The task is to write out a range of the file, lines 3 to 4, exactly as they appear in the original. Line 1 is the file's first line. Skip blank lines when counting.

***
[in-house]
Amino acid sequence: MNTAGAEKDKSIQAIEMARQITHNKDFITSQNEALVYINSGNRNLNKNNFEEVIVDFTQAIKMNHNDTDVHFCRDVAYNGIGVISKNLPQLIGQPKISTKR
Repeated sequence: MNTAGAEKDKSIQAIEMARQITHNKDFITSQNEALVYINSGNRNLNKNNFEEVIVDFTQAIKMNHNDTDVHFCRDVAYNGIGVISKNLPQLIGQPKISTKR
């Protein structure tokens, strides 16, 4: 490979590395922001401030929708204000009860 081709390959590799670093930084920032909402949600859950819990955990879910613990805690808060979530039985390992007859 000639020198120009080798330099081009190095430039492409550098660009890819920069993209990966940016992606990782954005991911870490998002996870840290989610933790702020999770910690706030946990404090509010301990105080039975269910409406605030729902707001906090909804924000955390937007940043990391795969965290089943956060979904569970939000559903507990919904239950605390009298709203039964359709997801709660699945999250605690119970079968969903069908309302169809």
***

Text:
Repeated sequence: MNTAGAEKDKSIQAIEMARQITHNKDFITSQNEALVYINSGNRNLNKNNFEEVIVDFTQAIKMNHNDTDVHFCRDVAYNGIGVISKNLPQLIGQPKISTKR
């Protein structure tokens, strides 16, 4: 490979590395922001401030929708204000009860 081709390959590799670093930084920032909402949600859950819990955990879910613990805690808060979530039985390992007859 000639020198120009080798330099081009190095430039492409550098660009890819920069993209990966940016992606990782954005991911870490998002996870840290989610933790702020999770910690706030946990404090509010301990105080039975269910409406605030729902707001906090909804924000955390937007940043990391795969965290089943956060979904569970939000559903507990919904239950605390009298709203039964359709997801709660699945999250605690119970079968969903069908309302169809």